The Trip Back Home

Trip Back Home

Ya Jiji was nestled on the peak of Muntanyes Oraș, a tiny tourist town with one road in or out and that road was always the scene of an accident which meant it was always choked with traffic. Antiquated traffic. Perambulators. Bicycles. Velocipedes. Motorcycles. Monocycles. Boneshakers. Wagons. Go-carts. Scooters. Skateboards. Any wheeled vehicle not pulled by a beast. Skip cars were banned on the winding mountain road that, at its widest was barely two-laned, and at its narrowest, well, where did you think all the accidents occurred? Besides, a line of sight teleportation car wasn’t of much use if you couldn’t see around the never-ending bend.

It was a two-hour trip down the mountain and another hour to Golainbale where the moon jitney traveled to nearest natural satellite, Waioni. As we left the quaint town, the road—amazingly smooth and unmarked—opened up a bit. Before we left, we hit a convenience store and were absolutely fleeced out of our local currency for heater meals and MREs. At least the clerk did it with style. He was nothing but politeness and smiles before, during, and after he fucked us.

When we arrived in Golainbale there was a great deal of negotiating, which translated to me having to pay. I paid a man, paid the man who knew the man, paid the man who knew the man who knew the man, and finally, I paid the man who employed all the men. Fucking governmental red tape blew dead bears no matter what planet you were on. The first man returned with a wad of receipts and boarding passes, stapled six times. We boarded the jitney and waited for a solid half-hour before being told the rocket was being taken out of service to undergo routine maintenance. I started to argue if the maintenance was routine, why had we wasted half an hour gnawing on tasteless MREs, but thought better of it. We were all so very far from home and running aground of off-world travel authorities was a notoriously bad idea.

So, instead, we hauled ass to board a second jitney scheduled for departure. The boarding staff was nice enough to hold lift-off for us. That last sentence was dipped in heavy sarcasm and spat through a gritted-toothed grin, in case it wasn’t obvious. As we settled in, my travel companions drifted to sleep immediately. I envied people who could sleep anywhere. Sadly, I wasn’t blessed with that mutant ability.

As we reached escape velocity, out of the window I saw bodies that floated in space like flotsam. Men. Women. Children. Pets. So many lined in a row they almost formed an organic ring around the planet. From a seat somewhere rows behind me came a rhythmic muttering. I caught the eye of an older gentleman across the row and chanced a question, “What’s he saying?”

“It’s a song to open the gates of the afterworld,” the old man said. “To allow the souls of the illegal immigrants jettisoned in space to move on to their final resting place.”

“Do you know the words?”

“I don’t speak Shadese. Sorry. I only know about the song because it’s a local custom and I’m here on business often.”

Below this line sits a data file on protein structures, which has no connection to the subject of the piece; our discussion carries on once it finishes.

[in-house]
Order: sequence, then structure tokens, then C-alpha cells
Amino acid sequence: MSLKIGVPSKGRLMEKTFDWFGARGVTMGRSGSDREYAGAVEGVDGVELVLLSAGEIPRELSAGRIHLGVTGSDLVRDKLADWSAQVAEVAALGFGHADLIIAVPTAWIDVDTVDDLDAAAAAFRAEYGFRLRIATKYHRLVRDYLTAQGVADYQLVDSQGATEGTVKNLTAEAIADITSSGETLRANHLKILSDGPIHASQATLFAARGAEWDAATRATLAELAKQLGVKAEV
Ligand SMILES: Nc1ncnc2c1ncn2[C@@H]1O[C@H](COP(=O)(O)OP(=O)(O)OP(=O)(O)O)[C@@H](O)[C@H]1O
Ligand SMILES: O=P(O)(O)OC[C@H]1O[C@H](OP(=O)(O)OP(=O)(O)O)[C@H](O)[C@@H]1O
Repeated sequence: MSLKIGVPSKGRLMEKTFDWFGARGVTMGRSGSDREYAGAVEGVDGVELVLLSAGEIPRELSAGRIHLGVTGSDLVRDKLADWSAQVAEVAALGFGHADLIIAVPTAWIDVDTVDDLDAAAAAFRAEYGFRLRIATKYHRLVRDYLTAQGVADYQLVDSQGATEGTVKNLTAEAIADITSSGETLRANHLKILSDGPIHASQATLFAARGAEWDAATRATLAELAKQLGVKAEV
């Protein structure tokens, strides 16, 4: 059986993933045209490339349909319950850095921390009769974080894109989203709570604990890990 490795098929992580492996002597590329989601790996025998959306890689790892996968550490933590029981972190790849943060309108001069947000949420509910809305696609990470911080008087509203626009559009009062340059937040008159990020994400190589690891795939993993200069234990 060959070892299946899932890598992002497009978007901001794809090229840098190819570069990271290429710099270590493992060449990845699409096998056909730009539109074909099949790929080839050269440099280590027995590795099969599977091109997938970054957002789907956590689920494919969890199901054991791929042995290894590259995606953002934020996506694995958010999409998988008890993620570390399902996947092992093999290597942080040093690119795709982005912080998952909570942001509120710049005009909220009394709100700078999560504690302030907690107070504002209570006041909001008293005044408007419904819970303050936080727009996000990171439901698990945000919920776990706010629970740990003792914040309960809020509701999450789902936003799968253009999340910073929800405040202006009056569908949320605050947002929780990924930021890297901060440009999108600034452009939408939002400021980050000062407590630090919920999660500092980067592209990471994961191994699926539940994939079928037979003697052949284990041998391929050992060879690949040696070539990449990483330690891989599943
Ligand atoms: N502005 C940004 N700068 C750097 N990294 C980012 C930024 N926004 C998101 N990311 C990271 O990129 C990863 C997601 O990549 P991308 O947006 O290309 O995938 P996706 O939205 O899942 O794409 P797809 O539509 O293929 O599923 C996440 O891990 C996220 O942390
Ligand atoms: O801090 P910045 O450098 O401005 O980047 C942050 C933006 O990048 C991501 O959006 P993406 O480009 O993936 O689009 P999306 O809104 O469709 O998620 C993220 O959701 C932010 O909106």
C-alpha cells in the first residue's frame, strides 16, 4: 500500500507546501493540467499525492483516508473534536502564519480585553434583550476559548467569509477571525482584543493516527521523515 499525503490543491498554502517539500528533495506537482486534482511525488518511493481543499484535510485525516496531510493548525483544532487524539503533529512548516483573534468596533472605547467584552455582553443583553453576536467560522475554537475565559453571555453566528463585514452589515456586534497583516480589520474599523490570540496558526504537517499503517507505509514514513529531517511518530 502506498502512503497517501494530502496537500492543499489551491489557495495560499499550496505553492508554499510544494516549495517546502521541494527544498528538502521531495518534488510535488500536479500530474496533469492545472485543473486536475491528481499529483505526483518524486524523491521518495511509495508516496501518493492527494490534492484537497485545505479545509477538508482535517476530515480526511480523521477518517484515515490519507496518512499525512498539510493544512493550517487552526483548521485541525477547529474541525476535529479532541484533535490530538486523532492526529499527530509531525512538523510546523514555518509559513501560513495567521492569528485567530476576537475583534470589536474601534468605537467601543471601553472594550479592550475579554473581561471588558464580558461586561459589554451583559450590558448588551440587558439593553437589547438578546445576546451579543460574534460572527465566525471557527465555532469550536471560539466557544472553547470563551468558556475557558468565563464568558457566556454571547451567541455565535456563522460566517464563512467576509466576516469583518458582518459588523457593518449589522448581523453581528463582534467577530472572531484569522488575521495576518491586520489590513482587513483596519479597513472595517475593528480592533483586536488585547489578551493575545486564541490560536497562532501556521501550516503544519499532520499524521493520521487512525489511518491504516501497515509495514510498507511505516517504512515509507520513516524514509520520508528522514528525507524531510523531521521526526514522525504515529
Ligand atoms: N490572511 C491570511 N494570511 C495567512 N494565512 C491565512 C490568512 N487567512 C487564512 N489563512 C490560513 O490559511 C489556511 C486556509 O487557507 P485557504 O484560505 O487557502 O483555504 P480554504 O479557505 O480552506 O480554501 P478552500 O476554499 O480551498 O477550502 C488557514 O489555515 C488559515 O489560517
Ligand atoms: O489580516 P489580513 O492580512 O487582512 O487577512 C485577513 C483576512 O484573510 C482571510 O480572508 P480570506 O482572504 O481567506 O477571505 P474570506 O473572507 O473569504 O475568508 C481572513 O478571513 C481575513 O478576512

“What do you do?”

“I’m a space marshal.”

“You mean…?”

He nodded. “In accordance with the Intergalactic Space Travel Securities Act, I carry out my duty of committing to space any person or persons who illegally board any transplanetary vessel—otherwise known as stowaways—and lack the money to pay for passage and proper identification with which to travel.”

He said it so matter of fact as if he wasn’t talking about human lives like his job entailed nothing more drastic than taking out the trash. There was no challenge in his tone, nothing that suggested that he dared me to question his profession.

My mind was a wasp’s nest of questions and emotions, buzzing to know how this man justified his actions, how he slept at night if he was a religious man and if he was under any delusion that God approved. I tried to express my shock, my outrage, my disapproval, or even simply voice my personal opinion, but the words failed me. I felt my mouth opening and closing, wordlessly.

Stunned and silent I sat back in the chair and stared at all the wasted life that drifted in the inky sea outside. An abyss dotted with stars that once had names like Peter and Elizabeth and Scott, stars that breathe air same as I had, stars that ate food like me. Some so distant they had to crowd together to be seen in the endless black. Clouds of flesh, oceans of skin. Further from life but closer to the universe than anyone had ever been.

When the jitney touched down on Waioni, the marshal said goodbye. I pretended not to hear.

My travel companions and I checked into our hotel rooms. It would be another eighteen hours before our return flight home. They wanted to spend the time getting rat-arsed in the hotel bar but I went for a walk outside. It always helped clear my mind. I walked off the paved paths, far from the obstruction of man-made lights and checked the sky.

Stars. So many stars. Some of them falling. Making the trip back home.

©2013 & 2017 Rhyan Scorpio-Rhys